As a layperson I would think the reason (i.e. illness / death in family etc.) for the delay would have some bearing on the outcome.
Bonnie Chernin and David Rogoff
Fillmore Real Estate Branch #19
2926 Avenue J
Brooklyn NY 11210
917-593-4068 (Davidâ€™s Cell)
646-318-5031 (Bonnieâ€™s Cell)
You question is a little vague. If there has already been a formal closing date confirmed by all parties and you have to cancel the same day there may be some financial repercussions. If the definitive closing date has not been set then you probably will not have a problem.
In most contracts of sale here in Brooklyn the closing date is what you call "on or about" meaning that there is flexibility. Usually this is considered to mean that you can close 30 before or after the date in the contract. It is also a kind of gray area and can stretch beyond the 30 days if need be. If either party takes too long the opposing party can sue for "specific performance" which is a legal procedure that will force the other side to close right away (even at that it usually takes about a week or two for that to happen).
If your opposing party has already sued for specific performance and you are still not willing to close, you can open yourself up to a lawsuit and get sued for additional damages. You need to speak to your lawyer about all this!! Also, if the contract closing date was worded as "time is of the essence" then you have to close on that exact date no matter what, however this is not the norm (check on that with your attorney).
If you are sitting at the closing table right now and trying to postpone, you will most likely have to pay more fees mostly involving the mortgage banker and attorneys. I can't tell you exact amounts without having more details on the sale. If you want contact me and I would be more than happy to discuss this with you further and give you more information. In the mean time YOU MUST SPEAK TO YOUR ATTORNEY! Good luck!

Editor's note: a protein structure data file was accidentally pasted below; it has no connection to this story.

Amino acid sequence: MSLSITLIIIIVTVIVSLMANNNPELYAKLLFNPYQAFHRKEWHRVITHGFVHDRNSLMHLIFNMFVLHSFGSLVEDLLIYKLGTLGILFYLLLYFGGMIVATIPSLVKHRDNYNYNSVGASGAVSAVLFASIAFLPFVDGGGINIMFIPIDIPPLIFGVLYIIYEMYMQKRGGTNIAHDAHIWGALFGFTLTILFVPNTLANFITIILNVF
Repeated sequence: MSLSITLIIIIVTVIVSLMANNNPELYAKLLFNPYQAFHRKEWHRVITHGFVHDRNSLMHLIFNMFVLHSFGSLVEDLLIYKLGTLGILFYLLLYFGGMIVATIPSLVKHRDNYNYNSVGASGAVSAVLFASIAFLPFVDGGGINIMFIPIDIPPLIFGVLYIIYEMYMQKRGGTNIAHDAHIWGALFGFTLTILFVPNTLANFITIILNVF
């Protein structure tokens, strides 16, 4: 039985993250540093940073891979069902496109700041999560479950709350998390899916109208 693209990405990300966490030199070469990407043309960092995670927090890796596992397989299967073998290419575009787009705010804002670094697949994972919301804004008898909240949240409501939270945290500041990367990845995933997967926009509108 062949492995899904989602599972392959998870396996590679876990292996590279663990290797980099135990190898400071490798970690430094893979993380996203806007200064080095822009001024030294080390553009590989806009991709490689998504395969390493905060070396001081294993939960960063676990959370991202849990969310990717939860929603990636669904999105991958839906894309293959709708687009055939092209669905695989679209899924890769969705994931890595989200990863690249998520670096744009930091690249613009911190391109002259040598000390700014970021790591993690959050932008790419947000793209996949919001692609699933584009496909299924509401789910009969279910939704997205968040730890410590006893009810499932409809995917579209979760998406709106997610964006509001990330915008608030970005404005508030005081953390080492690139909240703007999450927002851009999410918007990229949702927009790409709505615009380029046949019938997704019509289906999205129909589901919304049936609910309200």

Mitchell S. Feldman
Associate Broker/ Director of Sales
Madison Estates & Properties, Inc.
Office: (718) 645-1665/ Cell: (917) 805-0783
I am sorry if my last post sounded Sarcastic or aimed at you personally. (That was not my intent)
I was just thinking a little out of the Box and throwing out the fact that the main thing is always; what is actually written in the contract and to not focus on anything that might be general or possible.
i.e. If it is a Bank owned prop. the contract would most likely be written as dictated by the Bank and they could be from anywhere. Also, If it is a Bank owned they would probably inforce an actual date and a per diem. (just 1 example...)
Anyway, I cannot believe how many questions abound on these posts that are completely answered correctly by simply reading what their contract says!
Susan, Find out Exactly What yours says... (that is all that matters)
Our standard contracts specifically state as follows;
CLOSING DATE. This transaction shall be closed and this agreement shall expire, at 11:59 p.m. local time on the _______ day of________ 2011(closing date) or on such earlier date as may be agreed bt the parties in writing. Any extension of this date must be agreed to by the parties in writing via the closing date/possession date amendment or equivalent written agreement.
Assuming that the hold up is on your end, If there is a "perdiem" amt. on the contract, you would be held to i.e. $50.00 or XXX per Day. You will also need to get an approved/signed by all parties, extension addendum. Void of this, the Contract is void on orig. closing date and you would be in breach of Contract.
And even that can be extended.
If the 2 day extension causes your rate to expire than yes. The lender will charge a fee per day to extend your rate lock. In regards to any other fees, you should speak to your attorney.
Best of Luck to you!